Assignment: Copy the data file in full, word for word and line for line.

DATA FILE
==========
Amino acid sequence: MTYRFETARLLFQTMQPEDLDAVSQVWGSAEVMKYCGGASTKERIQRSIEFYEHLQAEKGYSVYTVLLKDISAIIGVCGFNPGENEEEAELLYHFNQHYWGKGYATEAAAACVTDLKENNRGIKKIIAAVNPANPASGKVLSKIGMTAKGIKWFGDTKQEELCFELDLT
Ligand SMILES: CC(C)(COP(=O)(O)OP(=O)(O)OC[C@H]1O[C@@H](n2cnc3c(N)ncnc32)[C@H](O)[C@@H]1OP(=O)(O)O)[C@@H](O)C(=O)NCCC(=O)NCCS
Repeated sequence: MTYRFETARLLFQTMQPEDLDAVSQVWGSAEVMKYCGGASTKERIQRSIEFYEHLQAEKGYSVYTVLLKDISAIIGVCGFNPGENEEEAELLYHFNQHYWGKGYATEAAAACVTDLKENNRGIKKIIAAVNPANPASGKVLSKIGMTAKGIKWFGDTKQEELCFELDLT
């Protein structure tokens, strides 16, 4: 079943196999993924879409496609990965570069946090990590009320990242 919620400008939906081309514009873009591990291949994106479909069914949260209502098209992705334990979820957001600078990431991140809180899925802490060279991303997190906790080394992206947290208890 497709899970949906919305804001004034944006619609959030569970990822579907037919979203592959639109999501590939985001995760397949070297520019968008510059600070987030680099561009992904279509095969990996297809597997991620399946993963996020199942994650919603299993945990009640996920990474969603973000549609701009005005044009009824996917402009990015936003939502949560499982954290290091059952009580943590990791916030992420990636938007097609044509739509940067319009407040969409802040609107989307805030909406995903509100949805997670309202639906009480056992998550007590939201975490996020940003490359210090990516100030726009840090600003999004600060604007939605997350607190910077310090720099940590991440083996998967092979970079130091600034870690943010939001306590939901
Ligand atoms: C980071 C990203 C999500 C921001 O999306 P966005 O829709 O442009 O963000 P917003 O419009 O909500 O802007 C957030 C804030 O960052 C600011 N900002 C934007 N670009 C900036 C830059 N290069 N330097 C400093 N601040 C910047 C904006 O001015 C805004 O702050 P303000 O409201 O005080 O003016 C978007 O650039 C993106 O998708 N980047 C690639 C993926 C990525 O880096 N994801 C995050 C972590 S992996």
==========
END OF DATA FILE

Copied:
Amino acid sequence: MTYRFETARLLFQTMQPEDLDAVSQVWGSAEVMKYCGGASTKERIQRSIEFYEHLQAEKGYSVYTVLLKDISAIIGVCGFNPGENEEEAELLYHFNQHYWGKGYATEAAAACVTDLKENNRGIKKIIAAVNPANPASGKVLSKIGMTAKGIKWFGDTKQEELCFELDLT
Ligand SMILES: CC(C)(COP(=O)(O)OP(=O)(O)OC[C@H]1O[C@@H](n2cnc3c(N)ncnc32)[C@H](O)[C@@H]1OP(=O)(O)O)[C@@H](O)C(=O)NCCC(=O)NCCS
Repeated sequence: MTYRFETARLLFQTMQPEDLDAVSQVWGSAEVMKYCGGASTKERIQRSIEFYEHLQAEKGYSVYTVLLKDISAIIGVCGFNPGENEEEAELLYHFNQHYWGKGYATEAAAACVTDLKENNRGIKKIIAAVNPANPASGKVLSKIGMTAKGIKWFGDTKQEELCFELDLT
């Protein structure tokens, strides 16, 4: 079943196999993924879409496609990965570069946090990590009320990242 919620400008939906081309514009873009591990291949994106479909069914949260209502098209992705334990979820957001600078990431991140809180899925802490060279991303997190906790080394992206947290208890 497709899970949906919305804001004034944006619609959030569970990822579907037919979203592959639109999501590939985001995760397949070297520019968008510059600070987030680099561009992904279509095969990996297809597997991620399946993963996020199942994650919603299993945990009640996920990474969603973000549609701009005005044009009824996917402009990015936003939502949560499982954290290091059952009580943590990791916030992420990636938007097609044509739509940067319009407040969409802040609107989307805030909406995903509100949805997670309202639906009480056992998550007590939201975490996020940003490359210090990516100030726009840090600003999004600060604007939605997350607190910077310090720099940590991440083996998967092979970079130091600034870690943010939001306590939901
Ligand atoms: C980071 C990203 C999500 C921001 O999306 P966005 O829709 O442009 O963000 P917003 O419009 O909500 O802007 C957030 C804030 O960052 C600011 N900002 C934007 N670009 C900036 C830059 N290069 N330097 C400093 N601040 C910047 C904006 O001015 C805004 O702050 P303000 O409201 O005080 O003016 C978007 O650039 C993106 O998708 N980047 C690639 C993926 C990525 O880096 N994801 C995050 C972590 S992996």